The Term LiDAR (Light Detection & Ranging) has a long history, beginning with its invention as “Light radar” in the 1960s just after lasers were invented. LiDAR in a basic form was used in 1971 as a laser altimeter to measure the surface of the moon from the Apollo 15 mission.
The idea is to have a unit – we call this the ‘rover’ – that can send out a laser beam which hits a target and bounces back to a sensor. An onboard computer then calculates the distance and position of the target from the rover.
As laser is light, it travels at the speed of light. The computer uses a distance = speed x time equation to accurately determine how far away the object is from the source (rover) – this all happens almost instantly. Multiple lasers are used, rapidly returning surface information from everything within range. Our equipment has 32 lasers each activating for a nanosecond in sequence. This allows for up to 1.4M individual points to be collected per second. This information is used to build a 3D model of the environment surrounding the rover.
The intensity of each laser is strong enough that it can penetrate through a tree leaf or other thin object, as well as passing through the space between vegetation. This allows for a Digital Terrain Model (DTM) to be built in an area covered by trees or vegetation. Without LiDAR it would be impossible to get ground level readings. Measure Australia can fly above the trees and use the LiDAR to ‘see through the trees’ to the ground below.
See diagram below comparing DTM collection to Digital Surface Model (DSM) collection; with LiDAR, both DSM and DTM creation is possible.
Comparison of DTM collection to DSM collection:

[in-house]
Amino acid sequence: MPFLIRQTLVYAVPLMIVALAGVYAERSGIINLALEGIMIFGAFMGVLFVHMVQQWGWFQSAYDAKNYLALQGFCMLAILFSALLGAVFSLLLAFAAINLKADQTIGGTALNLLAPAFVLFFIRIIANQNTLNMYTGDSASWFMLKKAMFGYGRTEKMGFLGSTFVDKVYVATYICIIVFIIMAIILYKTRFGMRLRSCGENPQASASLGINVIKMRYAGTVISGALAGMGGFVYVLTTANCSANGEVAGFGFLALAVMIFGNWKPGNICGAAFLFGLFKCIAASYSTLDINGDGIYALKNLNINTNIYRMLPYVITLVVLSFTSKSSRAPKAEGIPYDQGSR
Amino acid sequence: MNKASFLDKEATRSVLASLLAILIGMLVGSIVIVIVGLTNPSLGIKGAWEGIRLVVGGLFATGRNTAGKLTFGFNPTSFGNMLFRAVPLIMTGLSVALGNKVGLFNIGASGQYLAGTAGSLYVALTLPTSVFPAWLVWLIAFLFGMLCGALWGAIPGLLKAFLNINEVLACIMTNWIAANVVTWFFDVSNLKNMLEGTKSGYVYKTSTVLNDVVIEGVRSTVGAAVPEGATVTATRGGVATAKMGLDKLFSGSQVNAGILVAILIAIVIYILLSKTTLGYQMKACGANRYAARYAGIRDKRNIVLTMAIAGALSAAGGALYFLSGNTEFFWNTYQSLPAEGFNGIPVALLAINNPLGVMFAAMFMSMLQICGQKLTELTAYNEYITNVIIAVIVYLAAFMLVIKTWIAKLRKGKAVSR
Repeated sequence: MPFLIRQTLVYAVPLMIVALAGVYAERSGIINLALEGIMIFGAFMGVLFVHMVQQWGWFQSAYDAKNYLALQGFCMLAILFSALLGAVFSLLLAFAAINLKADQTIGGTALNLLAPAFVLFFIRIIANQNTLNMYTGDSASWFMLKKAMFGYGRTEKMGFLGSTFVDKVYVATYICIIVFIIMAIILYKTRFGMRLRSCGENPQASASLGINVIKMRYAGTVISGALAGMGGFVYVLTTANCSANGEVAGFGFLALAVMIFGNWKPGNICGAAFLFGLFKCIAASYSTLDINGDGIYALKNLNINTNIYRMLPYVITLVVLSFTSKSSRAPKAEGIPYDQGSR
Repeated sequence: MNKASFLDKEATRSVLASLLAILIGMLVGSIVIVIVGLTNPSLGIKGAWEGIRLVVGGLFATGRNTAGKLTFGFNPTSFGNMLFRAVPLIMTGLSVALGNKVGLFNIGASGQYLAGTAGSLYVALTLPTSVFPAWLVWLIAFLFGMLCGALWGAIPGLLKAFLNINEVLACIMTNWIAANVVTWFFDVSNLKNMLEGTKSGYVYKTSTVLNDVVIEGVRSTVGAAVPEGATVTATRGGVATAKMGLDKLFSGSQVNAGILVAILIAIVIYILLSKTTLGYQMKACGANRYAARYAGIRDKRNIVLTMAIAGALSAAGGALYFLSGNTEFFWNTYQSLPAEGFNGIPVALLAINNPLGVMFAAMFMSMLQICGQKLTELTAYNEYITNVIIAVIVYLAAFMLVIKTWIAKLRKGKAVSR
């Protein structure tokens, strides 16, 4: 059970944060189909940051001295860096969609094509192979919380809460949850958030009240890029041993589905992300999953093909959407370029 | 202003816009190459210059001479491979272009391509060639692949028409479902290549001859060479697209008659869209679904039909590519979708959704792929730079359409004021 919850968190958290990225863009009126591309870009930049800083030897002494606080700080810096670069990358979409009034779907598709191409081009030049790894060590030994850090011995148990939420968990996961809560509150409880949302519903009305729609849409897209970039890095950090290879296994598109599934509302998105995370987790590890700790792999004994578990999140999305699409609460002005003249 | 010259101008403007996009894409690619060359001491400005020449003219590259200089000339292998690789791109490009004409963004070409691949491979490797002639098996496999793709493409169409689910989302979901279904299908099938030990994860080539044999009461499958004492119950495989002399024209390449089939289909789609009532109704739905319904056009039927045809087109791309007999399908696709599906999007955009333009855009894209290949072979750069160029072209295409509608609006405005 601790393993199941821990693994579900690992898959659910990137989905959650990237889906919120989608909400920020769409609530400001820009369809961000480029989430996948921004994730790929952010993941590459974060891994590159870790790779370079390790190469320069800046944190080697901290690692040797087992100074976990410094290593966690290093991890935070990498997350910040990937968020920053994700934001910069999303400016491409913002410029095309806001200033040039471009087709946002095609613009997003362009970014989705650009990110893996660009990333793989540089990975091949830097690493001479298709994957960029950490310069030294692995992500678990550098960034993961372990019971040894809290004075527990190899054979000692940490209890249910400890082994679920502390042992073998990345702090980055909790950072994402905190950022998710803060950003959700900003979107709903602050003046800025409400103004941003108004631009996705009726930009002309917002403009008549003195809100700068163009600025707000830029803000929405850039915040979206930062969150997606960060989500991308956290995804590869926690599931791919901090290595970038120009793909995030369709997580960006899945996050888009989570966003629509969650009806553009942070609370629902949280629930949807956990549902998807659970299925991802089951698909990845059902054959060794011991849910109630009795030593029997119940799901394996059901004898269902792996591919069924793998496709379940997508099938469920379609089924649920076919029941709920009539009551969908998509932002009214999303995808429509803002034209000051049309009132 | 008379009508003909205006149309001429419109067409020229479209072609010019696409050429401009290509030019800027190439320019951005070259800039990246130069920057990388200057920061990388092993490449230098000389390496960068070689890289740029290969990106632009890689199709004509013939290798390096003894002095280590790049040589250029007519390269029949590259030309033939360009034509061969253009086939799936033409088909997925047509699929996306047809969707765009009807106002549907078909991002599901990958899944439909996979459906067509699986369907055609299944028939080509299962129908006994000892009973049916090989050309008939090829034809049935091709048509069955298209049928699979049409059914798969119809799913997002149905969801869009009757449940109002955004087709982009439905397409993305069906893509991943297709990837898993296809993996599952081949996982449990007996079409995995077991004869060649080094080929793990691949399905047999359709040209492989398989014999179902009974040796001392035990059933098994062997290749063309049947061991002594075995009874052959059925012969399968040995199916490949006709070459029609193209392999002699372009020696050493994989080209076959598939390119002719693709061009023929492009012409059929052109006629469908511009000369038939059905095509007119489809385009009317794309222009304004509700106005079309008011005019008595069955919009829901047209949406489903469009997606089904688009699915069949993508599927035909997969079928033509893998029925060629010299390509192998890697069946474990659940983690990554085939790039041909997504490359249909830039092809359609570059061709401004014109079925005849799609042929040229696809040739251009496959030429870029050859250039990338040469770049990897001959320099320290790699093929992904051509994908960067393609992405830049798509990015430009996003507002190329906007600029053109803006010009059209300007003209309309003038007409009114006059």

We can mount the rover to any vehicle and move it around to build up a detailed survey-grade 3D model of an area. Measure Australia mounts to vehicles and measure the street environment, we fly the rover on an RPAS (drone) to scan the ground from above with survey grade accuracy.
LiDAR has been in use commercially for more than 20 years in areas such as infrastructure management and surveying. Until recently, LiDAR was only available on large weighty modules requiring flight with either a manned aeroplane or helicopter. Accurate and lightweight rovers have only become available in the last couple of years, dramatically reducing the cost of a LiDAR scan, increasing the range of uses.
Previously LiDAR has been limited by the cost of needing a pilot and full-sized aircraft to fly the system. This manned system limits its use to very large areas, as high cost prevent small area surveying. An example would be where a client would like to build on a block of land, and they need to know the land levels or check the accuracy against the plans on a new section of road that has been built.
The drone based uses of LiDAR are emerging. Measure Australia can fly the rover along a street and measure tree branch proximity to power lines. This allows electricity companies to predict vegetation management, rather than being reactive after an outage. In addition, Measure Australia can fly the rover over a building site and check tolerances between plans versus as built. Further uses include driving the rover around a city and building a 3D model for civic planning.
With Measure Australia LiDAR laser scanning system, the possibilities are endless.